Sensory neurons have always put on a good show. But now, it turns out, they'll be sharing the credit. Rockefeller University scientists now show that while neurons play the lead role in detecting sensory information, a second type of cell, the glial cell, pulls the strings behind the scenes.
The findings, point to a mechanism that may explain not only how glia are required for bringing sensory information into the brain but also how glia may influence connections between neurons deep within in it.
"This is a convincing demonstration that glia play an essential role in the function of the nervous system," says Shai Shaham, head of the Laboratory of Developmental Genetics. "Without sensory neurons, animals can't sense their environment and react to it. What we found is that glia are required for the activity of these neurons and that glia are required to establish the quality of the animal's response to its environment."
In their work, Shaham, graduate student Taulant Bacaj, and postdoctoral fellow Maya Tevlin worked with a structure called the amphid, a sensory organ in the C. elegans nervous system that contains glia and neurons. Of the organ's 12 neurons, four are completely ensheathed by glia and eight are partially ensheathed, with sensory endings exposed to the outside environment (via the worm's nose). To see what glia do for these neurons, Bacaj removed the glia and observed the effect on the neurons' shape, their ability to generate behavior when exposed to odors and temperatures, and their ability to absorb certain dyes.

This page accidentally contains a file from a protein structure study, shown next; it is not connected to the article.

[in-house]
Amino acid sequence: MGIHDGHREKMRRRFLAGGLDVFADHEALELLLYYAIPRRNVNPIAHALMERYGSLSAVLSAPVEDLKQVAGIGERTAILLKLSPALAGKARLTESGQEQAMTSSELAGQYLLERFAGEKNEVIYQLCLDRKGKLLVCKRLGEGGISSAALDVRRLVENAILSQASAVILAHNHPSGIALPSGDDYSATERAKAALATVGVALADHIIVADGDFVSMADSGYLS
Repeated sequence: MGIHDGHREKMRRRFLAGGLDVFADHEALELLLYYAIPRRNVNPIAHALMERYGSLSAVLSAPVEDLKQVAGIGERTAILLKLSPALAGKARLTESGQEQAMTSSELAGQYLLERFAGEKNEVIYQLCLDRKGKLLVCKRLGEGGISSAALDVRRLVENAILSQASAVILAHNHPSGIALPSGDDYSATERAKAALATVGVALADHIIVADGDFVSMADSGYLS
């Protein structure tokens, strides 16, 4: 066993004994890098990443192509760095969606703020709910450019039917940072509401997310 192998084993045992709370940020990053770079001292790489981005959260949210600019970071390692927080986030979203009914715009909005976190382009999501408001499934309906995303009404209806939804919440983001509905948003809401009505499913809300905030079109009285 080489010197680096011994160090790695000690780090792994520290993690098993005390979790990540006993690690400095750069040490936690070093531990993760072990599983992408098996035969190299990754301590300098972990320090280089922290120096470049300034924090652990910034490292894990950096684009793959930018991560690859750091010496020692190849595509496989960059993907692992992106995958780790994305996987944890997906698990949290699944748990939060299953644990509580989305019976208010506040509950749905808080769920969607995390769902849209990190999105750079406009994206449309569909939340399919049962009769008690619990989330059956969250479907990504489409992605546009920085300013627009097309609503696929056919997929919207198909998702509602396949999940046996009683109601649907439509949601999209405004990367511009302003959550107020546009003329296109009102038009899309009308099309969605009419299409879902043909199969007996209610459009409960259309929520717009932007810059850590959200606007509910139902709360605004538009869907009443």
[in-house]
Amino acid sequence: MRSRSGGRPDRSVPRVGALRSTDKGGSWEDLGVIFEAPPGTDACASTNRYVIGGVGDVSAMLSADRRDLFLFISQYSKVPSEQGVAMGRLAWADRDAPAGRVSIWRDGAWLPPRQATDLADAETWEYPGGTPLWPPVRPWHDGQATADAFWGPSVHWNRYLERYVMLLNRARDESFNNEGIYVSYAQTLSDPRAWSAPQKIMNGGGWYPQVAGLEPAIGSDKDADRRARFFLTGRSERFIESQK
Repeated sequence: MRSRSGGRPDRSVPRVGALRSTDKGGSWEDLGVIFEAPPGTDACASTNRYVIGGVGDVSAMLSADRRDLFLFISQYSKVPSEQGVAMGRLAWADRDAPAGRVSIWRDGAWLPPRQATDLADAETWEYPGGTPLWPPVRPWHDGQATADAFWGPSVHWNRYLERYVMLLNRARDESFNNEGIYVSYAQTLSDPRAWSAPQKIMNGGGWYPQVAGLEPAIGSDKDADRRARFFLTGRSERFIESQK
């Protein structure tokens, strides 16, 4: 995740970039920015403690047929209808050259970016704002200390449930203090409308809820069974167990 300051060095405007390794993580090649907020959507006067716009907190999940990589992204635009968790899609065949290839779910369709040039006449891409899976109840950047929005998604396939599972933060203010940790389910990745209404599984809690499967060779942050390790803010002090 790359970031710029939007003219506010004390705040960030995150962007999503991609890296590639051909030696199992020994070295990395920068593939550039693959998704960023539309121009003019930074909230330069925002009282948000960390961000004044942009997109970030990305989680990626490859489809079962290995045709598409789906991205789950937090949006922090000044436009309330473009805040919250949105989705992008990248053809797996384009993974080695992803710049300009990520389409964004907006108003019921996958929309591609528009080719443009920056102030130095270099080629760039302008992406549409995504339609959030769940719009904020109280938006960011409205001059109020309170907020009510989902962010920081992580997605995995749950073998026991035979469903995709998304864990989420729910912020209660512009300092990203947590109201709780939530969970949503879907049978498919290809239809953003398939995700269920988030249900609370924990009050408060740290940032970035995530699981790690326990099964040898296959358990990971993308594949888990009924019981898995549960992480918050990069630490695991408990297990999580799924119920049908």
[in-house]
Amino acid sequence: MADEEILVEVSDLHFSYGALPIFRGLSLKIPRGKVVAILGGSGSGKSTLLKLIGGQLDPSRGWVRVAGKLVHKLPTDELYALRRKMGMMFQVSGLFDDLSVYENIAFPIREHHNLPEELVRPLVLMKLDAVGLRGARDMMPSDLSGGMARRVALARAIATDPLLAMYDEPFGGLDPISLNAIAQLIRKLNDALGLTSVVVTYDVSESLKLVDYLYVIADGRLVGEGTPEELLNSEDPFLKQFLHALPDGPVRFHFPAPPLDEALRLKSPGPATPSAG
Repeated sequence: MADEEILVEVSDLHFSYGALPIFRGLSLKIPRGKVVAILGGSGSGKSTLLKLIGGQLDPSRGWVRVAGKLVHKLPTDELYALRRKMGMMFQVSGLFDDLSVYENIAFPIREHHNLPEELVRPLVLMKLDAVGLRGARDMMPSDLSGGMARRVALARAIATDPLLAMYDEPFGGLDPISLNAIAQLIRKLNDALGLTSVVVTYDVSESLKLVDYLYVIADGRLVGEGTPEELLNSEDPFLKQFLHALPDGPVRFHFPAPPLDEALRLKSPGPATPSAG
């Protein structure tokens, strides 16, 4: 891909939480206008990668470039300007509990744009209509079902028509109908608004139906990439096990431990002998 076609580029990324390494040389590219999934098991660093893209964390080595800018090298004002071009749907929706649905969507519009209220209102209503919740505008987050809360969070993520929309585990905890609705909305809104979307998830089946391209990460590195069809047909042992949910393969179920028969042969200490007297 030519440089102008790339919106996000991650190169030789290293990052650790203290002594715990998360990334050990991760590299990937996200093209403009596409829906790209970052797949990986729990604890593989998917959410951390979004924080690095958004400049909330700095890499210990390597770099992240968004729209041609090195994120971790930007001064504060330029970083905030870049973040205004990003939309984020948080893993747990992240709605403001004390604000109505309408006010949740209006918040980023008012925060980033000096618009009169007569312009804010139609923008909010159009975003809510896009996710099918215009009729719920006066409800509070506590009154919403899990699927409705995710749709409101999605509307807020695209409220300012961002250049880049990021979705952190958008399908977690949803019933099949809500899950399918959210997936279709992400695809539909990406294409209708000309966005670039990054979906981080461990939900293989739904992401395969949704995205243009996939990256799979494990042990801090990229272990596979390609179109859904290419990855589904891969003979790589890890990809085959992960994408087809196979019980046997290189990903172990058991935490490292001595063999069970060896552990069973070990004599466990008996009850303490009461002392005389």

The results were striking. The absence of glia affected at least one of these three properties in each of the neurons, suggesting that glia not only regulate all of these properties but that they specifically regulate them in different neurons. In the absence of glia, for example, the sensory endings of the ensheathed neurons lost their intricate branch-like structure, shriveling into nubs. However, the partially ensheathed neurons retained their normal shape, despite their inability to respond to stimuli in their environment..
"Instead of finding their perfect temperature, the worms kept crawling toward warmer and warmer regions," says Bacaj. "Also, they didn't avoid odors they didn't like and weren't drawn to odors that they did like, suggesting that the neurons could not coordinate an appropriate behavioral response."
"It's a new layer of complexity that was never described before," says Shaham.
To get a molecular handle on how glia regulate the functions of neurons, Shaham, Tevlin and Bacaj looked at which proteins are expressed more in glial cells than in any other cell in C. elegans. They found that one of these proteins, called FIG-1, was exclusively expressed in glia surrounding the amphid sensory organ (and its sister organ in the tail). When the glia secreted this protein, neurons in the sensory organ could sense the environment; without it, the neurons had difficulties in picking up specific sensory cues.
Because FIG-1 resembles a human protein called thrombospondin, which is secreted by glia in vertabrates, the results suggest that interactions between neurons and glia in C. elegans may be similar to those in humans. They also suggest that glia-neuron interactions at sensory organs may provide insight into glia-neuron interactions at synapses, connection sites between neurons deep within the brain.
"The FIG-1 protein is similar to a glial protein found at vertebrate synapses," says Shaham. "So we think there might be a connection between glial proteins in C. elegans and those in vertebrates. The difference is that at synapses, you have a neuron receiving information from another neuron, whereas at sensory organs, a neuron is receiving information from the outside world."
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